A:

The primary types of operating expenses include payments that are related to compensation, sales and marketing, office supplies and non-facility fees.

An operating expense tied to compensation could include pension plan contributions, sales commissions or benefits, and pay for non-production employees. Sales and marketing departments often accrue different operating expenses such as costs for advertising, sales materials, travel, direct mailings and entertainment provided for clients and customers. Different operating expenses accrued for a typical office may include accounting expenditures, insurance costs, payments for property taxes and utilities, repair and rental fees for non-production facilities, office supplies and legal fees.

Some companies also include the costs of goods sold (COGS) as an operating expense. For example, direct labor or rent for production facilities may be classified as different types of operating expenses. In addition, compensation and benefits for production personnel and direct labor may be classified under operating expenses for accounting purposes. When considering the COGS, a company may consider the cost of direct materials, repairs of facilities and equipment and property taxes on production facilities as an expenditure classified as an operating expense.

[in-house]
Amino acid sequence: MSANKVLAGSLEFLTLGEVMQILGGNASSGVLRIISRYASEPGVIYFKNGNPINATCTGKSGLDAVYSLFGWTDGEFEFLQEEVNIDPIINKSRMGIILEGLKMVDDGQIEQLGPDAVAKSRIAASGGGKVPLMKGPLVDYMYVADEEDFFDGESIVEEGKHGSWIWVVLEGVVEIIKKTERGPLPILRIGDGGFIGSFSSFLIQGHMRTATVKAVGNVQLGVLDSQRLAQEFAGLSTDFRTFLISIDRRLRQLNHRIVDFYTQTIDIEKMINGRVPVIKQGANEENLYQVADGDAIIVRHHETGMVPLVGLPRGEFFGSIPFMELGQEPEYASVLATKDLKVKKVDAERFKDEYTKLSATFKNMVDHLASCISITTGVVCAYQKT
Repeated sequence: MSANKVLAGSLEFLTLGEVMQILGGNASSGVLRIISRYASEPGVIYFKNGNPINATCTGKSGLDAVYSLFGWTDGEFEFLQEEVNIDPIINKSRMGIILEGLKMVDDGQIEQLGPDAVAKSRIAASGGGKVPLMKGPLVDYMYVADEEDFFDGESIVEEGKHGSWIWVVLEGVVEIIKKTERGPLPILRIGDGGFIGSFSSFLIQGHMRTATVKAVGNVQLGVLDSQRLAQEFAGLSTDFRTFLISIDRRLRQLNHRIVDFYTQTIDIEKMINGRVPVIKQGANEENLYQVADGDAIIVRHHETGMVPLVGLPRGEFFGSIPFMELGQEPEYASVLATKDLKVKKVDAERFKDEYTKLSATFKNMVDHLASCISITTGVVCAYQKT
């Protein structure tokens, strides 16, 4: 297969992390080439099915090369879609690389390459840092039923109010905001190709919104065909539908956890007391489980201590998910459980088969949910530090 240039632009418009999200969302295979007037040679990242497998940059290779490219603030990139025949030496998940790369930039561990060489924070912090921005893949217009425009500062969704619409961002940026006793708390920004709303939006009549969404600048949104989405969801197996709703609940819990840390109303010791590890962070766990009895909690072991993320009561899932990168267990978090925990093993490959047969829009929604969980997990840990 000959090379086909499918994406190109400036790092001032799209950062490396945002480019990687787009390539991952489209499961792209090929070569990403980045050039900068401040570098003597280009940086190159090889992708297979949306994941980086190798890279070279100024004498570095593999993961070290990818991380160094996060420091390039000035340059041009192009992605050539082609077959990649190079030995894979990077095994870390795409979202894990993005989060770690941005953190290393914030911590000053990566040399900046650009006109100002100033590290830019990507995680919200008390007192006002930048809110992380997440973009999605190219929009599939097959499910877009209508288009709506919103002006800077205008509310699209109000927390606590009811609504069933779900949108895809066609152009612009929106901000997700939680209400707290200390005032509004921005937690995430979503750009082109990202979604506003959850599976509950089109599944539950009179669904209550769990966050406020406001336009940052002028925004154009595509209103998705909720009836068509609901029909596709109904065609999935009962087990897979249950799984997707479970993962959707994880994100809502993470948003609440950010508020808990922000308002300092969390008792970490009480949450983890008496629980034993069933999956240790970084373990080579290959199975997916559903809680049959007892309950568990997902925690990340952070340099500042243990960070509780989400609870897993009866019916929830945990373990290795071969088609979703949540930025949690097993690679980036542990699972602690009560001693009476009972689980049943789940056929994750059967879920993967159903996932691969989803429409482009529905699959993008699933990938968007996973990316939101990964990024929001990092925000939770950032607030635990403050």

The primary difference between an operating expense and an administrative expense is that types of operating expenses are related to the departments that produce products and services whereas administrative expenses are more general and not necessarily specific to a department within the company. For example, employees such as receptionists or secretaries may be compensated as part of administrative expenses. Postage, telephone bills and general office supplies shared by all departments also typically are not classified as operating expenses. Instead, these general expenses are considered administrative costs.

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